My cursory exploration of Narva bore comforting symbols of familiarity in the form of the infamous ‘Golden Arches’, a KFC and bizarrely, countless Sushi restaurants. When I later questioned Johanna, director of the residency and Narva local, on this peculiarity she provided me with the incontestable answer of “Because it’s good!”. Nevertheless, Narva is far more nuanced than any other European city I’ve visited, despite its surface level resemblance. Road signs are in Estonian, yet advertising is in Russian. The architecture, for the most part, is discernibly eastern European yet its people speak Russian. This impression of a dichotomous Narva was made all the more apparent when exploring the border itself.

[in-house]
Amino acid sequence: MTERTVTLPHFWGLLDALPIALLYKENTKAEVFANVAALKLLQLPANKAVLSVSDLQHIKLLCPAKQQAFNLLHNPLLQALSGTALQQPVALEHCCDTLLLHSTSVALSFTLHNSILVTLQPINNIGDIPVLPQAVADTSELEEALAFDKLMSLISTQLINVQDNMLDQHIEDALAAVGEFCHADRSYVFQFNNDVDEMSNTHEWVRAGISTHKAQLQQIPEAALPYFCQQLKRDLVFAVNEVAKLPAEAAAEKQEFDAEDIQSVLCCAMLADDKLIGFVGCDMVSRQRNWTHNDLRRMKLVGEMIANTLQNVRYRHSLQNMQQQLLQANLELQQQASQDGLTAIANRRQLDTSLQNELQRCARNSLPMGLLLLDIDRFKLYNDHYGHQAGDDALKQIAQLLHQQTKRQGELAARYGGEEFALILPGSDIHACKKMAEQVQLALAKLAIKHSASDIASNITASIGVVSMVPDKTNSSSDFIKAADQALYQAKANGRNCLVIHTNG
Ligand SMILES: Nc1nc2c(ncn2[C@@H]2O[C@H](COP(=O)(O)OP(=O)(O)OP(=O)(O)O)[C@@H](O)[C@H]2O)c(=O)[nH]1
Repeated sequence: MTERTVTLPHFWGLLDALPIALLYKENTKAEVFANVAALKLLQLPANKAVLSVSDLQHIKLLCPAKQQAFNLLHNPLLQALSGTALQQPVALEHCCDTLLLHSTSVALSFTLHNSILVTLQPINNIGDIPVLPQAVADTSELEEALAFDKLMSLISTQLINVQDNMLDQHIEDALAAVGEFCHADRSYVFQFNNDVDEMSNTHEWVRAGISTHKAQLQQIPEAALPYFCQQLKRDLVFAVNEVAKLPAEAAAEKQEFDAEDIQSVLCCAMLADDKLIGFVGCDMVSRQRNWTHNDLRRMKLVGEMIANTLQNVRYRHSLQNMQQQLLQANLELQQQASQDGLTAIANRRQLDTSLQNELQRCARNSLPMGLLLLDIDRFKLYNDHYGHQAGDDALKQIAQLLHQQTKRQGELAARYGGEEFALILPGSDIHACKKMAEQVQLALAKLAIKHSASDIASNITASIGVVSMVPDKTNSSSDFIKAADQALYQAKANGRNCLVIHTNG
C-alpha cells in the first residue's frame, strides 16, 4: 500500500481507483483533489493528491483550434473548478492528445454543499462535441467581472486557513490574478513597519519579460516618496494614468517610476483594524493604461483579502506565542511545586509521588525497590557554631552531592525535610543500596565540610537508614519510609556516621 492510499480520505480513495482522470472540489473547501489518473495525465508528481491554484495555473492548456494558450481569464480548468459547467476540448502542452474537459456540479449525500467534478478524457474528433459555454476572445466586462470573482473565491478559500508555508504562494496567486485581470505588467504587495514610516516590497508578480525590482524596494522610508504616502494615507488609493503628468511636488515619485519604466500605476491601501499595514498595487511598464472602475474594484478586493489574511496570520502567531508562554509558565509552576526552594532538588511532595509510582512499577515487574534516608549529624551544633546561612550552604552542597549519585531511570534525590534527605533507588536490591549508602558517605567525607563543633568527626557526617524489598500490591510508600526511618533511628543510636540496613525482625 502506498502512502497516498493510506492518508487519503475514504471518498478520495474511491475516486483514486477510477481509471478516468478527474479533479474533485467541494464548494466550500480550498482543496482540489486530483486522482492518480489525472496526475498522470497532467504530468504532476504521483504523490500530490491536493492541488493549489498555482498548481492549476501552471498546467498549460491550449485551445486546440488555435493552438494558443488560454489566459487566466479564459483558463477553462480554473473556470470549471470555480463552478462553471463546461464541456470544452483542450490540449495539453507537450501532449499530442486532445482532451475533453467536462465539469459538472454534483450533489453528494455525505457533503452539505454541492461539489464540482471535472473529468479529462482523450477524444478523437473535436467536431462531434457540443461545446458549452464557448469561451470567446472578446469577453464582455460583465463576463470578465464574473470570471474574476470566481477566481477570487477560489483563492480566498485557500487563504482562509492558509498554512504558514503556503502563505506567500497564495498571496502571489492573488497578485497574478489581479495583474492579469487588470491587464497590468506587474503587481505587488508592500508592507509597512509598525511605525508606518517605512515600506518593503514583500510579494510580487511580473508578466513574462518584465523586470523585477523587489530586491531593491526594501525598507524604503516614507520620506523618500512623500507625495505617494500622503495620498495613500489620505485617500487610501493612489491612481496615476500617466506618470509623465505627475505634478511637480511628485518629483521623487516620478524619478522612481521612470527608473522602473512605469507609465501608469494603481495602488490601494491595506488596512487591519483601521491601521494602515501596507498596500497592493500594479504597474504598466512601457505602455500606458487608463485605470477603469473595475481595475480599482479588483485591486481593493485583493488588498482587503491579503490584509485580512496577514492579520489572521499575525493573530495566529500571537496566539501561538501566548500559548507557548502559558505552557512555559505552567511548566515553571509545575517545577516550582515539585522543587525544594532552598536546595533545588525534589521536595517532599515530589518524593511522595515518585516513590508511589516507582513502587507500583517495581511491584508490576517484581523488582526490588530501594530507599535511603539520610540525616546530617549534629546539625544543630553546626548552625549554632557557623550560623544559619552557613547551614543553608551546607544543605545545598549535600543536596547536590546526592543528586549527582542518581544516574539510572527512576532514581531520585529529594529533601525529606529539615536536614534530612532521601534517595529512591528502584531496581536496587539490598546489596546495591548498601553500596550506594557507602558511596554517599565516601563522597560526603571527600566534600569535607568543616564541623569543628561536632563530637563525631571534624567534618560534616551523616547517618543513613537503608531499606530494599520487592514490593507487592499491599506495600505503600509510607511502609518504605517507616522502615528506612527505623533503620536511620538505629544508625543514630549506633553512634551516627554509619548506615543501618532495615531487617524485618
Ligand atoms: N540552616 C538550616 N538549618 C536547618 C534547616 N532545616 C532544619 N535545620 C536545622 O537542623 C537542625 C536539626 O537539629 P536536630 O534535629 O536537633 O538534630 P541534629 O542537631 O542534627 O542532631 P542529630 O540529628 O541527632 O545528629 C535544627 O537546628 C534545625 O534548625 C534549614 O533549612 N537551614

The concrete behemoth, arguably one of the most geopolitically important borders in Europe today, facilitating one of St Petersburg’s main European trade routes, is again contradictory. The brutal images of destruction with which we have grown used to seeing as a ‘Russian border’ are nowhere to be found. Instead, HGVs sit at a standstill over the serene Narva river. Narva and Ivangorod natives share their mutual love of ribalka, a hobby seemingly indigenous to all middle aged men in this corner of the world. They stand waist deep in the ice-cold current, puffing away on cheap cigarettes whilst the Russian border patrol boat lies deceivingly dormant in the middle of the river – a deterrent to overly keen fishermen. The Ivangorod fortress and Narva Castle oppose one another on their respective banks, the Estonian and Russian flags at full mast. Traffic is slow, but every few minutes another lorry trundles through. Clearly, the naive belief in the efficacy of Western trade sanctions has only delayed this particular stream of traffic. A public cyclepath flanks the river while Russian waterfront dachas, many proudly bearing their own Russian flags lie opposite. A typical depiction of Lenin, his arm outstretched towards Ivangorod, peeks its head over the parapet of Narva castle, a Soviet relic and poignant reminder of Russia’s proximity. A far cry from the BBC’s illustration of a Russian border…